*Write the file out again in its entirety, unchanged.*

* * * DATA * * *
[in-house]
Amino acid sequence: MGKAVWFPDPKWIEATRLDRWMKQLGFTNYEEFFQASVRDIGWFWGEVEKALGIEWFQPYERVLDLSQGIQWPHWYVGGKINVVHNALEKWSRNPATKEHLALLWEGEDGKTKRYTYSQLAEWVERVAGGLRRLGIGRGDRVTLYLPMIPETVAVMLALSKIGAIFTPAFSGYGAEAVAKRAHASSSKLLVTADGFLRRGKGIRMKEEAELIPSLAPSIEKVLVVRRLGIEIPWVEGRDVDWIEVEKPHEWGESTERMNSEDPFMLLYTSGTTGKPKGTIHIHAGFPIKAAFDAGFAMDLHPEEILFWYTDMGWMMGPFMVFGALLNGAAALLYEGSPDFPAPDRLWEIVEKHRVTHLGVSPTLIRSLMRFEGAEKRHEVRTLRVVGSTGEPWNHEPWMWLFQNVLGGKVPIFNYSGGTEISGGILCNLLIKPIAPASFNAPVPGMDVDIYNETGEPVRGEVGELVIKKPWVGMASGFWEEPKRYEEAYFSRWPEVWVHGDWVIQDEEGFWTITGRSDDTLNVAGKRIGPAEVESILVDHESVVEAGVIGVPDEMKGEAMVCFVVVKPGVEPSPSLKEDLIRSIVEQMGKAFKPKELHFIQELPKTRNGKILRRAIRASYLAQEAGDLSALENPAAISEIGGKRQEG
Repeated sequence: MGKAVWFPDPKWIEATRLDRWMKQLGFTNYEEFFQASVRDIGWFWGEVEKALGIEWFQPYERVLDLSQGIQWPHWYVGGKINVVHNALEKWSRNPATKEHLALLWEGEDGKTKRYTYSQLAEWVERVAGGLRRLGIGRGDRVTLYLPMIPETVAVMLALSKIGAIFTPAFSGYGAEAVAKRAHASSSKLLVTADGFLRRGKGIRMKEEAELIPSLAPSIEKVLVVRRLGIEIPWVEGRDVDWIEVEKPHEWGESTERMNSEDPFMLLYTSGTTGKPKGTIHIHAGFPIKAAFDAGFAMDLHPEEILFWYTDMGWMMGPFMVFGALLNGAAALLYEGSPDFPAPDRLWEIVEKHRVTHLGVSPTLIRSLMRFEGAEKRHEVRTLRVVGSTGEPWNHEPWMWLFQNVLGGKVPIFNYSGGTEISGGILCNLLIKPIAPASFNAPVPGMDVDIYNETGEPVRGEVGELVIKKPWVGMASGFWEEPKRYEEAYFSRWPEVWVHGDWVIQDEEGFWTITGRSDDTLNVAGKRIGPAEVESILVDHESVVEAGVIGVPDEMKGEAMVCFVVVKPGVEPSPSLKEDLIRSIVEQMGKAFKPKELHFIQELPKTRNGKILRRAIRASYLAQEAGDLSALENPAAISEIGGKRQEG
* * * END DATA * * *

[in-house]
Amino acid sequence: MGKAVWFPDPKWIEATRLDRWMKQLGFTNYEEFFQASVRDIGWFWGEVEKALGIEWFQPYERVLDLSQGIQWPHWYVGGKINVVHNALEKWSRNPATKEHLALLWEGEDGKTKRYTYSQLAEWVERVAGGLRRLGIGRGDRVTLYLPMIPETVAVMLALSKIGAIFTPAFSGYGAEAVAKRAHASSSKLLVTADGFLRRGKGIRMKEEAELIPSLAPSIEKVLVVRRLGIEIPWVEGRDVDWIEVEKPHEWGESTERMNSEDPFMLLYTSGTTGKPKGTIHIHAGFPIKAAFDAGFAMDLHPEEILFWYTDMGWMMGPFMVFGALLNGAAALLYEGSPDFPAPDRLWEIVEKHRVTHLGVSPTLIRSLMRFEGAEKRHEVRTLRVVGSTGEPWNHEPWMWLFQNVLGGKVPIFNYSGGTEISGGILCNLLIKPIAPASFNAPVPGMDVDIYNETGEPVRGEVGELVIKKPWVGMASGFWEEPKRYEEAYFSRWPEVWVHGDWVIQDEEGFWTITGRSDDTLNVAGKRIGPAEVESILVDHESVVEAGVIGVPDEMKGEAMVCFVVVKPGVEPSPSLKEDLIRSIVEQMGKAFKPKELHFIQELPKTRNGKILRRAIRASYLAQEAGDLSALENPAAISEIGGKRQEG
Repeated sequence: MGKAVWFPDPKWIEATRLDRWMKQLGFTNYEEFFQASVRDIGWFWGEVEKALGIEWFQPYERVLDLSQGIQWPHWYVGGKINVVHNALEKWSRNPATKEHLALLWEGEDGKTKRYTYSQLAEWVERVAGGLRRLGIGRGDRVTLYLPMIPETVAVMLALSKIGAIFTPAFSGYGAEAVAKRAHASSSKLLVTADGFLRRGKGIRMKEEAELIPSLAPSIEKVLVVRRLGIEIPWVEGRDVDWIEVEKPHEWGESTERMNSEDPFMLLYTSGTTGKPKGTIHIHAGFPIKAAFDAGFAMDLHPEEILFWYTDMGWMMGPFMVFGALLNGAAALLYEGSPDFPAPDRLWEIVEKHRVTHLGVSPTLIRSLMRFEGAEKRHEVRTLRVVGSTGEPWNHEPWMWLFQNVLGGKVPIFNYSGGTEISGGILCNLLIKPIAPASFNAPVPGMDVDIYNETGEPVRGEVGELVIKKPWVGMASGFWEEPKRYEEAYFSRWPEVWVHGDWVIQDEEGFWTITGRSDDTLNVAGKRIGPAEVESILVDHESVVEAGVIGVPDEMKGEAMVCFVVVKPGVEPSPSLKEDLIRSIVEQMGKAFKPKELHFIQELPKTRNGKILRRAIRASYLAQEAGDLSALENPAAISEIGGKRQEG